At the end of January 2013, the Toll Authority forwarded Plaintiff a letter including an OIG Executive Memorandum dated January 30, 2013, a one page Loudermill response form, and information about unemployment insurance. ( Id. ¶ 88.) The January 2013 letter further advised Plaintiff that he had seven business days to respond. ( Id ¶ 89.) On February 11, 2013, Plaintiff timely denied the charges against him. ( Id. ¶ 99.) By letter dated February 20, 2013, the Chief of Administration informed Plaintiff that the Toll Authority was terminating his employment. ( Id. ¶ 101.)

On March 28, 2013, the Toll Authority placed on its website a summary activity report entitled "Illinois Tollway Inspector General Releases Summary Activity Report for Past Six Months." ( Id. ¶ 103.) The report stated that the Toll Authority had terminated the employment of a Toll Authority Maintenance Supervisor because he was found sleeping on the job and had intimidated employees. ( Id. ) On that same day, the Toll Authority Defendants placed on the website a similar summary activity report that stated that OIG initiated an investigation into a Maintenance Supervisor on March 27, 2012, "following receipt of information from an elected official, regarding allegations of the Supervisor sleeping on the job and intimidating employees." ( Id. ¶ 104.) The reports did not mention Plaintiff by name. ( Id . ¶ ¶ 103-04.) On April 19, 2013, the Toll Authority Defendants published redacted copies of the January 30, 2013 OIG Executive Memorandum and Plaintiff's February 11, 2013 response on the Toll Authority's website. ( Id. ¶ 119.) Plaintiff alleges that these documents made false statements. ( Id. ¶ 120.)

In his Complaint, Plaintiff alleges the following claims: (1) an Equal Protection national origin discrimination claim (Count I); (2) First Amendment political affiliation and speech claims (Counts II and III); (3) a Fourteenth Amendment procedural due process claim (Count IV); (4) a conspiracy claim under 42 U.S.C. § 1983 (Count V); (5) a state law tortious interference with employment expectancy claim (Count VI); (6) a state law defamation claim (Count VII); (7) a state law invasion of privacy claim (Count VIII); and (8) a whistleblower claim under the Illinois State Officials and Employees Ethics Act, 5 ILCS 430/1, et seq. (Count IX).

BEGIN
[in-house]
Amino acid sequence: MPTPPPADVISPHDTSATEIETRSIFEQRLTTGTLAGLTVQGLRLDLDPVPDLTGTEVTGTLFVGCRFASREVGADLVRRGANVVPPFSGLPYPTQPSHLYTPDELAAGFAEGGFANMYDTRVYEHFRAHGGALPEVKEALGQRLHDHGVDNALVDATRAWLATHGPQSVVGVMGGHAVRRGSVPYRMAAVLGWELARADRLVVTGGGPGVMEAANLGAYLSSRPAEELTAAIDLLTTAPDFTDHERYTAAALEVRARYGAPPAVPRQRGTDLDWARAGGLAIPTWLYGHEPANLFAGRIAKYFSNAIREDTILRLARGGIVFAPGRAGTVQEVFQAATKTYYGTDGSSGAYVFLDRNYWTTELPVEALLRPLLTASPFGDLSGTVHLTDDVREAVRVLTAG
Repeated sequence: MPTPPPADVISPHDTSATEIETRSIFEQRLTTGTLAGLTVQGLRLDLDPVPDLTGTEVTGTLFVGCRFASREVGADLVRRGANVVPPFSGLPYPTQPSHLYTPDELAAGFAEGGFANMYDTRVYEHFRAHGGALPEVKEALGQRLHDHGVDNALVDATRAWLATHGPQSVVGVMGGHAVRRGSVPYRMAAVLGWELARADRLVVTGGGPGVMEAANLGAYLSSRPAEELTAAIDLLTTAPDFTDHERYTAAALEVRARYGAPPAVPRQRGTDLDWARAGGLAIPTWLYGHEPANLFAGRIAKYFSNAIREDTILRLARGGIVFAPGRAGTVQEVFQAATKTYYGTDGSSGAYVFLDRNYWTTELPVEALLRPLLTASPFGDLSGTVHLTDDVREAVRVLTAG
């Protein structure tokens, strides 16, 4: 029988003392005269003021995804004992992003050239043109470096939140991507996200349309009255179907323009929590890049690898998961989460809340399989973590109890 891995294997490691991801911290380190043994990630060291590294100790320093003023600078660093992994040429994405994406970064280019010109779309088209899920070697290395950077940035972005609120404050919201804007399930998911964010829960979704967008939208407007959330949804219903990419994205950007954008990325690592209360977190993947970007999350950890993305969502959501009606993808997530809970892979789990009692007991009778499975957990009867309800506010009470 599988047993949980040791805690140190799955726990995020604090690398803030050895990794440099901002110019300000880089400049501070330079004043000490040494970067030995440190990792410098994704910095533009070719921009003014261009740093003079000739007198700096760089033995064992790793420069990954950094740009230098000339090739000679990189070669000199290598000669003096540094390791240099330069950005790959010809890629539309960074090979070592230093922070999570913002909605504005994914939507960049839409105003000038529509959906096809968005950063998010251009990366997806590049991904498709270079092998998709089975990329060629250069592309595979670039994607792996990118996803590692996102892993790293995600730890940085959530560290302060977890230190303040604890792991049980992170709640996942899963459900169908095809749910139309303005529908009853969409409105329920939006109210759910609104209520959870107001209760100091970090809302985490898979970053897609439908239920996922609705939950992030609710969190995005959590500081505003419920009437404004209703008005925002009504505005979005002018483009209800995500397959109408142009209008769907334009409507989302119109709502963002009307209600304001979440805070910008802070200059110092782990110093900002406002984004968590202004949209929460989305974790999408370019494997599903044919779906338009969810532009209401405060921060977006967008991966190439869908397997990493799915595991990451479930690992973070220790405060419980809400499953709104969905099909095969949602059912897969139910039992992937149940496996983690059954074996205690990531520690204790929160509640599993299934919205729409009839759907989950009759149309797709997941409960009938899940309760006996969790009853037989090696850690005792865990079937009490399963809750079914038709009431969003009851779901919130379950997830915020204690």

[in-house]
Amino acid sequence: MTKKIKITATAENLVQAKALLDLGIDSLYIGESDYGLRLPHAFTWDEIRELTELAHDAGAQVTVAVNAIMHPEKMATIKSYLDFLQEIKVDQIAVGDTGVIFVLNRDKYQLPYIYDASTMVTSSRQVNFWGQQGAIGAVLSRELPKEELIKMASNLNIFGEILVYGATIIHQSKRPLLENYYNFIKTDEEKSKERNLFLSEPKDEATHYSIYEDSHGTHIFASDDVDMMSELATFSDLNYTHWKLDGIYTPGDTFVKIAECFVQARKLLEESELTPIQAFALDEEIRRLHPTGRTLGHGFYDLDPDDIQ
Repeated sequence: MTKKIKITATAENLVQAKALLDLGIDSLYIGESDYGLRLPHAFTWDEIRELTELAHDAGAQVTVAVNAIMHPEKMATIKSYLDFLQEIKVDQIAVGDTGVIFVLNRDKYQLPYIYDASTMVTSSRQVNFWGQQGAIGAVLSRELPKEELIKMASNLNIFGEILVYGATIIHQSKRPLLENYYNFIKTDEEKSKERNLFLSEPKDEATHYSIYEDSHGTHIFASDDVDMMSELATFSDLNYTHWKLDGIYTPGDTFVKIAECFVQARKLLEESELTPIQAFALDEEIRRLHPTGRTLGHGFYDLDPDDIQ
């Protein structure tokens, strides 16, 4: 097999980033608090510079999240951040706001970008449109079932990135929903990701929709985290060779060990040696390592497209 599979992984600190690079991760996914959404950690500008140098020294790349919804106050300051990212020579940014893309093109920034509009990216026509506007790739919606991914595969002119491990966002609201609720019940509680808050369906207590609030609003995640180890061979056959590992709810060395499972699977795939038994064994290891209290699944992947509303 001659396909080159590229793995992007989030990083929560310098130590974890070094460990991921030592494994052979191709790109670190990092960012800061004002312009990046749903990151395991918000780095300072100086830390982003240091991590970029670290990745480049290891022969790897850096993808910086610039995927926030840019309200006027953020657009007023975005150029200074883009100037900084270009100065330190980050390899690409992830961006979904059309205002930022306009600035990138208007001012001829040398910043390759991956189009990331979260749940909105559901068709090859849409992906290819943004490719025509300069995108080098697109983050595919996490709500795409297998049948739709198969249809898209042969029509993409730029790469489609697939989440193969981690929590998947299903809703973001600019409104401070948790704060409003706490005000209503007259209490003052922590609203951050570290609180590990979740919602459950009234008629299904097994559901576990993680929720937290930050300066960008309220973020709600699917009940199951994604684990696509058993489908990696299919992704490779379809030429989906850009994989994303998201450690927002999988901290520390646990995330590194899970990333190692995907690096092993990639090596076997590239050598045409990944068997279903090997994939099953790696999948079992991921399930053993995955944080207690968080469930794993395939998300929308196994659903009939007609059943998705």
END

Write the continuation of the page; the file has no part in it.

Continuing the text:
ANALYSIS

I. National Origin Discrimination Claim - Count I

In Count I of his Complaint, Plaintiff brings a Fourteenth Amendment equal protection claim based on his national origin against Defendants Toll Authority, OIG, and Wagner pursuant to 42 U.S.C. § 1983. "To establish a violation of the Fourteenth Amendment's Equal Protection Clause, a plaintiff must demonstrate that a state actor has treated him differently from persons [not in his protected class] and that the actor did so purposefully.'" Xiong v. Wagner, 700 F.3d 282, 295 (7th Cir. 2012) (citation omitted); see also Swanson v. City of Chetek, 719 F.3d 780, 783 (7th Cir. 2013) ("The typical equal protection case involves discrimination by race, national origin or sex."). In support of his equal protection claim, Plaintiff alleges that Wagner, who had the authority to investigate corruption within the Toll Authority, was aware of Plaintiff's Italian heritage. (Compl. ¶¶ 9, 46.) Plaintiff further contends that Wagner was suspicious how Plaintiff was promoted "so rapidly" and asked ...